She glanced over at Lyle, who was also staring up. "What the hell do they think they're doing?"
"Trying to get a better angle on the fighting, I imagine."
"They'll frenzy the Reapers." The sound of the engine always seemed to get them riled. Even as she said it, she looked down and saw the pack surge forward. As soon as they broke cover, they met with a wall of bullets that pushed them back. Eight left, three of them hit but still moving.
"Something's wrong with it," Lyle said, still watching the ship as he climbed to his feet, his duster settling around his legs. His sandy brown hair touched his collar as he tipped back his head. "It's listing. See there."
To starboard. The rudder seemed to be caught at an odd angle. More troubling, the ship was beginning to sink. A steady, smooth loss of altitude she hadn't noticed right off. The balloon holding the ship aloft appeared slightly misshapen. As she watched, a shudder ran down the length of the inflated skin. Her stomach turned. There wasn't enough space for a ship of that size to land on the bank without tipping and that would be disastrous. A bunch of unmarked Scrapers spilling into a pack of Reapers. Like throwing slop to pigs. The people aboard ship weren't immune. One little nibble and they'd die or turn.
"Hold your fire," Lyle shouted down the line. He was immediately obeyed. The other Rangers climbed to their feet just as she did, eyeing the faltering ship warily and then looking to Lyle for direction.
Fire was always a concern with the ships. They usually went to ground if there was so much as a dark cloud on the horizon. Crashes were rare.
Lyle grimaced. "And with a deck full of lords and ladies. Someone's going to lose his head over this."
"What do we do?"
"Be ready to catch? I'm staying the hell out of its way." He grabbed on to her arm and pulled her back as the ship suddenly swung in their direction. Rangers scrambled back, cursing and tripping to get out of its path. The ship was close enough that she could see the frantic movement of the crew, though she couldn't see that any of it was making one bit of difference. The steady whirr and thump coming from the ship said the engines were still working, but it continued to descend in a long, lazy spiral. Right before it struck the cliff, the wind kicked up again and sent it drifting south over the battlefield.
At that point, the observation deck was nearly at eye level and as it slipped past, Abby could see the pale, terrified faces of the passengers. A crowd of people, wide-eyed and clutching each other in fear. They might have been screaming, but the whoosh of air from the passing ship drowned out the sound.
All the Scrapers were dressed for the opera in black top hats and jewel-colored silk gowns. Peacock feathers bobbed from hats of various shapes and sizes. One woman still held a gleaming flute of champagne in her hands.
The ship itself was a beauty. Polished walnut trim. Private viewing compartments shielded from one another by velvet curtains. Large field scopes that were mounted to carved posts. That equipment was far finer than anything the Rangers had available to them.
A mighty wrenching noise came from deep within the bowels of the ship as a mechanical device squealed into position. At the same time, drag sails released from portholes set every few feet along the decking. That actually seemed to help somewhat, maybe not to control the descent, but at least to slow them down a bit.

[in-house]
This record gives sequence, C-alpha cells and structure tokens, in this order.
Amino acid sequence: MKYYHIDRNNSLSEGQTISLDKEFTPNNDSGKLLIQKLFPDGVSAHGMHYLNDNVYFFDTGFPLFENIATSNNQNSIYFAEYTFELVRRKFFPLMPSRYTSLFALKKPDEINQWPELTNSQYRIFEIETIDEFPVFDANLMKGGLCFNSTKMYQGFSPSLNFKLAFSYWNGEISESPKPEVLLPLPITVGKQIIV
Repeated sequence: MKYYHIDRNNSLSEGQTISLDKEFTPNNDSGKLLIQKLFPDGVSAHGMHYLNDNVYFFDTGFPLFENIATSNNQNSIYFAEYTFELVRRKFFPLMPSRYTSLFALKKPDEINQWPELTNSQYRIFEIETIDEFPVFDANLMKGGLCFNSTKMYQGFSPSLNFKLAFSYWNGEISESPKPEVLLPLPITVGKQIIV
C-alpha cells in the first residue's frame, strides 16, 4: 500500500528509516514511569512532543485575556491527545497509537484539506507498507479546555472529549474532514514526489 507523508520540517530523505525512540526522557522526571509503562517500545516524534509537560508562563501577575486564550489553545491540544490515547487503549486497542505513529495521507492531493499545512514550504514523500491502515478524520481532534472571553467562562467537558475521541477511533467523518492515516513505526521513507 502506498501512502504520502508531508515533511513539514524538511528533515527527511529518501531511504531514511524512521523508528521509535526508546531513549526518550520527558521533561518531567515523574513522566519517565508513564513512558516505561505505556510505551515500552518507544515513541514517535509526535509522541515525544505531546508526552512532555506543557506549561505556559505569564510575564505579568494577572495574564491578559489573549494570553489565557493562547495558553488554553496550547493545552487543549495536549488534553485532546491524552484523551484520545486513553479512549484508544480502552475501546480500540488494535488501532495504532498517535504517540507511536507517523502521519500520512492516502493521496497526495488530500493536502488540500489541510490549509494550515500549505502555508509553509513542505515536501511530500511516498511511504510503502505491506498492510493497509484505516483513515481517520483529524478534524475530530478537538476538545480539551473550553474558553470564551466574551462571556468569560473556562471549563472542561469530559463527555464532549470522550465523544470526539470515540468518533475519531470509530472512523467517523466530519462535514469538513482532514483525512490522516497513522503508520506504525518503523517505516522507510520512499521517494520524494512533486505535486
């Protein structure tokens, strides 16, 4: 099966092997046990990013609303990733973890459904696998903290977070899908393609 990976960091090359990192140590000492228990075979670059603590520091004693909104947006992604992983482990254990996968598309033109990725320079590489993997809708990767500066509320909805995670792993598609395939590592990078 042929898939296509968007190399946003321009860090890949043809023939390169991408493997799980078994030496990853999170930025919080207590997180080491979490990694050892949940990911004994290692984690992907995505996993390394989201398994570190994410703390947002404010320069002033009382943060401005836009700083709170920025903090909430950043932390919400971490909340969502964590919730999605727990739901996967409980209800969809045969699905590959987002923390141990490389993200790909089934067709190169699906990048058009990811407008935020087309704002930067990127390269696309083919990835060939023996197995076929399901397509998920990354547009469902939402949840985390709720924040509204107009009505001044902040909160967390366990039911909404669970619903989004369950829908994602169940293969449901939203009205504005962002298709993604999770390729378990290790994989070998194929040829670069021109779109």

Most Helpful Customer Reviews
Addictive Read. Book review by Nicole McCurdy for Bex 'n' Books Disclosure: This ebook was provided by the author in exchange for an HONEST and not necessarily positive review. I love rotten, decaying, flesh-eating zombies as much as the next girl (apart from Walking Dead, just could not get into that show) but this book is just...wow. I’m speechless, or rather wordless. Honestly, I could wax lyrical about how fantastic this book is. Fast-paced action barrels right from the word go pretty much till the last chapter; it never takes a breather or slows momentum, it just spirals and gathers speed and snowballs into a full on movie in book form with a lot of gruesome brain matter and blood spraying a few people. Eleri Stone has managed in her own approach to make a zombie book rather unique with our hardened heroine Abby being one of few extremely rare female Ranger’s, guarding civilian lives against the perpetual threat of super speedy limb-gnawing Reaper’s in a male dominated misogynistic profession. As she harbours something in her that leaves her immune to Reaper’s infection she is told she should be sheltered somewhere safe, breeding with any willing male, popping out little immune Ranger babies to populate the front lines. Abby is such a three dimensional character. She comes across as stoic and battle-weary but there’s a depth to her, she’s lonely and cynical but strong, intelligent and rather nurturing when it comes to looking after the younger fighters. When it comes to Jake she’s torn and confused and unsure of herself, so unlike how she portrays herself in front of the other Ranger’s. He makes her question everything but in a good way. Our rather unconventional male protagonist Jake had all the elements of a terrific hero too. He’s selfless, sexy as sin, can kick ass when needed and has the whole tortured soul thing going on for him. He too has a lot of hidden depths but they’re a lot more fun to discover for yourself than have me spoil it all for you. Although there are strong elements of romance in Reaper’s Touch, don’t be fooled into thinking this is another Warm Bodies or Twilight-for-zombies type of deal; it’s so much more. Think World War Z with Buffy as the lead and a political conspiracy thrown in for good measure. It’s brilliantly well written, witty and addictive and more than once I caught myself reading faster and faster when it came to a particularly suspenseful scene in order to see the outcome. If you’re an infected-with-a-deadly-zombie-making-disease loving reader, one-click this beauty you won’t regret it.